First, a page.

Once you've chosen to support Unicode, you must decide on the specific character encoding you want to use, which will be dependent on the application requirements and technologies. UTF-8 is one of the commonly used character encodings defined within the Unicode Standard, which uses a single byte for each character unless it needs more, in which case it can expand up to 4 bytes. People sometimes refer to this The Cobalt Code Review as a variable-width encoding since the width of the character in bytes varies depending upon the character. The advantage of this character encoding is that all English (ASCII) characters will remain as single-bytes, saving data space. This is especially desirable for web content, since the underlying HTML markup will remain in single-byte ASCII. In general, UNIX platforms are optimized for UTF-8 character encoding. Concerning databases, where large amounts of application data are integral to the application, a developer may choose a UTF-8 encoding to save space if most of the data in the database does not need translation and so can remain in English (which requires only a single byte in UTF-8 encoding). Note that some databases will not support UTF-8, specifically Microsoft's SQL Server.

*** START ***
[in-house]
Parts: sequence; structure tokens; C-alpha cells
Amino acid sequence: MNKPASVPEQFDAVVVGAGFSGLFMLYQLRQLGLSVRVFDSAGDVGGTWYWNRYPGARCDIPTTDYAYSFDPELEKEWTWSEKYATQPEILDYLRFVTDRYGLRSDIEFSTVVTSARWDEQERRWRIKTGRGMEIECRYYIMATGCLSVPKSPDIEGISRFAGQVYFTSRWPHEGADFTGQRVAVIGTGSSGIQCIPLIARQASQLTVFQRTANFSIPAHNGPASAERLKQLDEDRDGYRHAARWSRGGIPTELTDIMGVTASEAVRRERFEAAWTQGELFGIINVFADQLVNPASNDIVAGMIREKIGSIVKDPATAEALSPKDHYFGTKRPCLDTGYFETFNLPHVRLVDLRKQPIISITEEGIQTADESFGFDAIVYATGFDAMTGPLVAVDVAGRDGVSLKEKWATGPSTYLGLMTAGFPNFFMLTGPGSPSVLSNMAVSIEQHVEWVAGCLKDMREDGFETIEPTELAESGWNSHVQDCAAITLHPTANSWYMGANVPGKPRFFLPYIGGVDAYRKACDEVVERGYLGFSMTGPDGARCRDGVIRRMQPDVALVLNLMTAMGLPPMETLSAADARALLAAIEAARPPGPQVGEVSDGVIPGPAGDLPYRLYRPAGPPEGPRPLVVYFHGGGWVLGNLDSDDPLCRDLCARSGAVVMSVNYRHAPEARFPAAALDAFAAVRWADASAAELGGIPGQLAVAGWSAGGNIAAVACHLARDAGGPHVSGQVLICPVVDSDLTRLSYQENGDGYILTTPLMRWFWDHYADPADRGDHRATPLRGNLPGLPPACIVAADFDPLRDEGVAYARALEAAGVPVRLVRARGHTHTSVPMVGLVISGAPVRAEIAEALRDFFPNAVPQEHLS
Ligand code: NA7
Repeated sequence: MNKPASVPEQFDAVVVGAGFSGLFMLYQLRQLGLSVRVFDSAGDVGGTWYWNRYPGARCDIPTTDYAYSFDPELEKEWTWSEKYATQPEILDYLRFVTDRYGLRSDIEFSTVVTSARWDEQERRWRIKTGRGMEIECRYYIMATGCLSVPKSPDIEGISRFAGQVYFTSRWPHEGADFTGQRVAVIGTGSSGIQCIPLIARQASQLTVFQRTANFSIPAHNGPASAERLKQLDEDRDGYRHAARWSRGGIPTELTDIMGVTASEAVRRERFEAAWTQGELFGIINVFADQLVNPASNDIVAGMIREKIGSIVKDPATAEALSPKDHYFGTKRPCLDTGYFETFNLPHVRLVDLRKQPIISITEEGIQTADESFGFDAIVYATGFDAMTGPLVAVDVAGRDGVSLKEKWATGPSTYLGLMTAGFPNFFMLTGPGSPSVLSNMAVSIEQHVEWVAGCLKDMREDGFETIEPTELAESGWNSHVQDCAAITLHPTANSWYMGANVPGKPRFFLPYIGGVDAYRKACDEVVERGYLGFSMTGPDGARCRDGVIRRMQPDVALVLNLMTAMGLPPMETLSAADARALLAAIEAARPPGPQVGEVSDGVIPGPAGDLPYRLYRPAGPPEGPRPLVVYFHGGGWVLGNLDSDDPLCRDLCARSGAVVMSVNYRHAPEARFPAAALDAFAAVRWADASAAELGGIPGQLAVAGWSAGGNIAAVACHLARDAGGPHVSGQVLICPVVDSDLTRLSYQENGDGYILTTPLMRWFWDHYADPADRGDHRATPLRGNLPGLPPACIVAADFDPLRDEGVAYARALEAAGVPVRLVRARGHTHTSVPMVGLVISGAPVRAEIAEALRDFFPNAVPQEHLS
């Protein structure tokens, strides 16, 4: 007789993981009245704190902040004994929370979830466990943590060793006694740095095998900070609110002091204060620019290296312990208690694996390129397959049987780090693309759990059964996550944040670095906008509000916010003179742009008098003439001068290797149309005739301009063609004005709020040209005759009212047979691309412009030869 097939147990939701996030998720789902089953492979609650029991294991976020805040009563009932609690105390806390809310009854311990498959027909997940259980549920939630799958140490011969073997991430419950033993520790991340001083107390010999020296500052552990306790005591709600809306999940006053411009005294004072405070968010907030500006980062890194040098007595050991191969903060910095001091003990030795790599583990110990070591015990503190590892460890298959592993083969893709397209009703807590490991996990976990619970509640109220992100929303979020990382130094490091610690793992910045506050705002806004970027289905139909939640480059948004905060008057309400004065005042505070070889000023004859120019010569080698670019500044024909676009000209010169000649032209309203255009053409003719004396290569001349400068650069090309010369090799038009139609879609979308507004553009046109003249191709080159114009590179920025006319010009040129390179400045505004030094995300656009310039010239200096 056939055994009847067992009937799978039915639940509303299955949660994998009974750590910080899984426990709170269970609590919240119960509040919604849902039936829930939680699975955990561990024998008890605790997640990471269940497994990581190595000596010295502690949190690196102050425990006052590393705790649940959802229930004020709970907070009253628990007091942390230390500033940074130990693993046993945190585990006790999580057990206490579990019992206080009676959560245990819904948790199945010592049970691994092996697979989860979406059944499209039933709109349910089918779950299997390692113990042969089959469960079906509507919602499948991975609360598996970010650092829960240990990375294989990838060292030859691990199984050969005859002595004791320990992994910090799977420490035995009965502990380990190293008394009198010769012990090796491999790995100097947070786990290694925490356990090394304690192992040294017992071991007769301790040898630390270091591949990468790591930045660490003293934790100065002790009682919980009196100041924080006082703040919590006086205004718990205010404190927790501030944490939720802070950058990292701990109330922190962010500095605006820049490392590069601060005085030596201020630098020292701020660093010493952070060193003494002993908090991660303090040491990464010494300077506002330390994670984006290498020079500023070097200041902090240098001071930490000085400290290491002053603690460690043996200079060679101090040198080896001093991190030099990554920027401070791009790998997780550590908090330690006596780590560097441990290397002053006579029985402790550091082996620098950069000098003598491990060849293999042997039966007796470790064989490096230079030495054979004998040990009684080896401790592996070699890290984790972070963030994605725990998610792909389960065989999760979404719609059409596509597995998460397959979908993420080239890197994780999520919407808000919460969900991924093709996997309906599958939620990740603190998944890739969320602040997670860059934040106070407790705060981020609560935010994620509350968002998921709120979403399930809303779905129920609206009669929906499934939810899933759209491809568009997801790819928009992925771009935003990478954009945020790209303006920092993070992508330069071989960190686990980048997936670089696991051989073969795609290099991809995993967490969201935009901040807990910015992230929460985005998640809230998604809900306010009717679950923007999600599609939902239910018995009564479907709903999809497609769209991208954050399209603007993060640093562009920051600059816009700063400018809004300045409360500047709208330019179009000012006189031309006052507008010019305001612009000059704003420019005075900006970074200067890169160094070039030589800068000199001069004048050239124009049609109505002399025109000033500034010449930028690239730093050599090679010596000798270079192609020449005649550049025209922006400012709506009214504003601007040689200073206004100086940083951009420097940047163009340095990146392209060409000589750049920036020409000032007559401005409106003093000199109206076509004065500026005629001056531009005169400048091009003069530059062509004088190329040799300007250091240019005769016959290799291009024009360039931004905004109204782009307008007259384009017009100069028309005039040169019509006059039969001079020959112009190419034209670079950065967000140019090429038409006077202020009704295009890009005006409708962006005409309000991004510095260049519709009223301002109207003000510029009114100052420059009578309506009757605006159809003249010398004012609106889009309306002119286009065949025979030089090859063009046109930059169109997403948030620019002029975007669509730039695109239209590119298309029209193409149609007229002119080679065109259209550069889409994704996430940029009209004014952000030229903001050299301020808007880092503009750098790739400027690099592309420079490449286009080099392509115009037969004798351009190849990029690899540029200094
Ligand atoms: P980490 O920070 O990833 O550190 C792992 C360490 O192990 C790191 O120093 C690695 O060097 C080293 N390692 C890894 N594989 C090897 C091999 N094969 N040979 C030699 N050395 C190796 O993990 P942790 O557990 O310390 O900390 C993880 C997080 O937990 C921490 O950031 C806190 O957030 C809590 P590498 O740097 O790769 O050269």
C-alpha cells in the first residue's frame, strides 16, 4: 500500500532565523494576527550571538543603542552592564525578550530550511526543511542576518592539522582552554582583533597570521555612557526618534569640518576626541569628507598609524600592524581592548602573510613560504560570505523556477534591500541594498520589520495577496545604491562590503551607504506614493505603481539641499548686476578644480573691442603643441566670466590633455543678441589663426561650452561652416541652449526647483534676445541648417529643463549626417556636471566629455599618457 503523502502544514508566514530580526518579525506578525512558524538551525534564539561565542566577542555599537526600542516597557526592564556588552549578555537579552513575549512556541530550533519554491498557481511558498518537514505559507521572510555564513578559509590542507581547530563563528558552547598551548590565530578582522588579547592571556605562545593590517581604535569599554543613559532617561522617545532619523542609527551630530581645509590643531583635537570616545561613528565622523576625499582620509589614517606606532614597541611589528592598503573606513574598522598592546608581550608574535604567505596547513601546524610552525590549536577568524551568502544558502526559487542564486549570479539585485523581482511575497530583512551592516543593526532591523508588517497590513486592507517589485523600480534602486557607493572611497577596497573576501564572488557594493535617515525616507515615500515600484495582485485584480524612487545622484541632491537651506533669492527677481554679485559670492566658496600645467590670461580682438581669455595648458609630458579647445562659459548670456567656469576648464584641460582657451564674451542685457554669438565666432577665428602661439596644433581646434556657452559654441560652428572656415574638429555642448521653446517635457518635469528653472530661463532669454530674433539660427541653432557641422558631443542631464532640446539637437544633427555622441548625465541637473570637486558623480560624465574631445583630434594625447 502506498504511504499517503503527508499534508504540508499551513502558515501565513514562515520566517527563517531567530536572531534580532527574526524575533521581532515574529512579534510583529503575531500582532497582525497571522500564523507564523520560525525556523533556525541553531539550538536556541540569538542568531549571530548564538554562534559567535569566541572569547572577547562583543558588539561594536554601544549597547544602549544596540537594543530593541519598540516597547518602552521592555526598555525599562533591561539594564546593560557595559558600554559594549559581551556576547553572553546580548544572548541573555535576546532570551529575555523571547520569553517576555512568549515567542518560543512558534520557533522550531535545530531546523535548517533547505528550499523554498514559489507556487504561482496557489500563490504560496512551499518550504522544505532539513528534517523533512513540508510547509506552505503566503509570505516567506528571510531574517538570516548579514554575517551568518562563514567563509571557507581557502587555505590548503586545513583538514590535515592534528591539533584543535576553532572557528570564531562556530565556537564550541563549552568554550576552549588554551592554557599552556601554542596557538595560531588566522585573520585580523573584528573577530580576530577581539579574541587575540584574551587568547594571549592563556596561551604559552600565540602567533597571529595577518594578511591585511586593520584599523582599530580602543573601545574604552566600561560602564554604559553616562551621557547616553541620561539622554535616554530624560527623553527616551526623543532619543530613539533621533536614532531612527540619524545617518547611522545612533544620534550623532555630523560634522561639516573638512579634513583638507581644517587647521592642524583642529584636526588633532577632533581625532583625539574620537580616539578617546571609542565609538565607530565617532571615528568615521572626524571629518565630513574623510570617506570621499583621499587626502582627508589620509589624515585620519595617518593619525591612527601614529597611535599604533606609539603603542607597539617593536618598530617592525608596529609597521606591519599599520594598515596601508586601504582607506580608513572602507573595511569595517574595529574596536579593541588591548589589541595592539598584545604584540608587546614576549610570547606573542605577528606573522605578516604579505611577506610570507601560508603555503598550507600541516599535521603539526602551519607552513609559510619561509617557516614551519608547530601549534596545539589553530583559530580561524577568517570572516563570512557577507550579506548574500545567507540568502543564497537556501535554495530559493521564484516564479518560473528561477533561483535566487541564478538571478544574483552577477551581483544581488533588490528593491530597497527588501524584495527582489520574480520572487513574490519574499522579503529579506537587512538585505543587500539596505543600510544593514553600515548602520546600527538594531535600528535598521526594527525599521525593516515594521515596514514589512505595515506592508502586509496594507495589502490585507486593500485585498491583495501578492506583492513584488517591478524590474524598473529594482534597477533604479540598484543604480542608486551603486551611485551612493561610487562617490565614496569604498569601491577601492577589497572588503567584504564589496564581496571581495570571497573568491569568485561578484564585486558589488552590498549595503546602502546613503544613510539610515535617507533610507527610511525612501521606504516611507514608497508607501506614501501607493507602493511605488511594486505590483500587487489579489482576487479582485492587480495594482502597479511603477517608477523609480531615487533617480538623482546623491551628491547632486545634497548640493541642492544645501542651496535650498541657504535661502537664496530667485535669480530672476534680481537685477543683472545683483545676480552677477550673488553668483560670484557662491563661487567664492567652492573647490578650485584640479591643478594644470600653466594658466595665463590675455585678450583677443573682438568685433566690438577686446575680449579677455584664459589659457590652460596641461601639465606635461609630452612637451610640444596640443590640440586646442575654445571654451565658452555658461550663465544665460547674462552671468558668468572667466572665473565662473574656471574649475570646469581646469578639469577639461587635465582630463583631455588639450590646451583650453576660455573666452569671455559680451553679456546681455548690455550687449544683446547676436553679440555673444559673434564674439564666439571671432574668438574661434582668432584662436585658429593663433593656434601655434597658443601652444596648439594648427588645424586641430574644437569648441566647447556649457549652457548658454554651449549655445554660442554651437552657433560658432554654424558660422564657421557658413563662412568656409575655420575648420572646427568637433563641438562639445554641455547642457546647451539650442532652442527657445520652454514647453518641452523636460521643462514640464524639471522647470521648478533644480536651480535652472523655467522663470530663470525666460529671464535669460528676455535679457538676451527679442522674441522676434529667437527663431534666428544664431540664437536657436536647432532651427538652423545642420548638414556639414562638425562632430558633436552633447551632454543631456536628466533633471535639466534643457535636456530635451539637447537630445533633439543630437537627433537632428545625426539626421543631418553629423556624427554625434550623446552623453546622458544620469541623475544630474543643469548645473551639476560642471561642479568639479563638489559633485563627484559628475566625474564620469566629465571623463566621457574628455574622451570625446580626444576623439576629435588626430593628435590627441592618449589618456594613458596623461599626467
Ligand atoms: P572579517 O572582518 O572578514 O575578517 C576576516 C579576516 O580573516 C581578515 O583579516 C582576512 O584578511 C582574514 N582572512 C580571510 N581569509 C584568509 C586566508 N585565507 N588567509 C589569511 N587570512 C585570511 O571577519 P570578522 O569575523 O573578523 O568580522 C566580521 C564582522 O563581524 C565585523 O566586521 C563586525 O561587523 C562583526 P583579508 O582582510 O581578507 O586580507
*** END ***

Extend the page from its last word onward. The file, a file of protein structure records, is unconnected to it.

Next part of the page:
UTF-16 is another widely adopted encoding within the Unicode standard. It assigns two bytes for each character whether you need it or not. So the letter A is 00000000 01000001 or 9 zeros, a one, followed by 5 zeros and a one. If more than 2 bytes are needed for a character, four bytes can be combined, however you must adapt your software to be capable of handling this four-byte combination. Java and .Net internally process strings (text and messages) as UTF-16.For many applications, you can actually support multiple Unicode encodings so that for example your data is stored in your database as UTF-8 but is handled within your code as UTF-16, or vice versa. There are various reasons to do this, such as software limitations (different software components supporting different Unicode encodings), storage or performance advantages, etc.. But whether that's a good idea is one of those "it depends" kinds of questions. Implementing can be tricky and clients pay us good money to solve this.Microsoft's SQL Server is a bit of a special case, in that it supports UCS-2, which is like UTF-16 but without the 4-byte characters (only the 16-bit characters are supported).